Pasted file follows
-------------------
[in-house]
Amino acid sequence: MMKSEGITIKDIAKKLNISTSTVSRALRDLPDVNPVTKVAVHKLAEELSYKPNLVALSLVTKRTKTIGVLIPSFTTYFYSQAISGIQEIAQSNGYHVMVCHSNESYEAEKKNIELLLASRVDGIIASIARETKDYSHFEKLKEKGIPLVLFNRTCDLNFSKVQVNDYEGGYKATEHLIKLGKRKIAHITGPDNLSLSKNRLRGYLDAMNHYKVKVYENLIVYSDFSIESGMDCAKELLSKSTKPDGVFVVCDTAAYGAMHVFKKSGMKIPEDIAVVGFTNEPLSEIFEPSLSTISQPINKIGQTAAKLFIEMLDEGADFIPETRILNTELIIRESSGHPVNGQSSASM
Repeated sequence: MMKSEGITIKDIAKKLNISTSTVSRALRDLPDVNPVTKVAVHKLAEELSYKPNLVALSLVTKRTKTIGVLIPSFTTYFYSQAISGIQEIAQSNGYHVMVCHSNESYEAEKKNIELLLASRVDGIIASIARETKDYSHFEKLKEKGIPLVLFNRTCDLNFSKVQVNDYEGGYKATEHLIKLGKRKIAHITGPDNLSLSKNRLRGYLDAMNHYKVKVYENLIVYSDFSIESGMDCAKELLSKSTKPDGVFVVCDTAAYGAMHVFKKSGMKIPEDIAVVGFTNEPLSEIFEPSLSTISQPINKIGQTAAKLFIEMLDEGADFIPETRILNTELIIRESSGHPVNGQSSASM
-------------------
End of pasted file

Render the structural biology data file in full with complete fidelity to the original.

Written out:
[in-house]
Amino acid sequence: MMKSEGITIKDIAKKLNISTSTVSRALRDLPDVNPVTKVAVHKLAEELSYKPNLVALSLVTKRTKTIGVLIPSFTTYFYSQAISGIQEIAQSNGYHVMVCHSNESYEAEKKNIELLLASRVDGIIASIARETKDYSHFEKLKEKGIPLVLFNRTCDLNFSKVQVNDYEGGYKATEHLIKLGKRKIAHITGPDNLSLSKNRLRGYLDAMNHYKVKVYENLIVYSDFSIESGMDCAKELLSKSTKPDGVFVVCDTAAYGAMHVFKKSGMKIPEDIAVVGFTNEPLSEIFEPSLSTISQPINKIGQTAAKLFIEMLDEGADFIPETRILNTELIIRESSGHPVNGQSSASM
Repeated sequence: MMKSEGITIKDIAKKLNISTSTVSRALRDLPDVNPVTKVAVHKLAEELSYKPNLVALSLVTKRTKTIGVLIPSFTTYFYSQAISGIQEIAQSNGYHVMVCHSNESYEAEKKNIELLLASRVDGIIASIARETKDYSHFEKLKEKGIPLVLFNRTCDLNFSKVQVNDYEGGYKATEHLIKLGKRKIAHITGPDNLSLSKNRLRGYLDAMNHYKVKVYENLIVYSDFSIESGMDCAKELLSKSTKPDGVFVVCDTAAYGAMHVFKKSGMKIPEDIAVVGFTNEPLSEIFEPSLSTISQPINKIGQTAAKLFIEMLDEGADFIPETRILNTELIIRESSGHPVNGQSSASM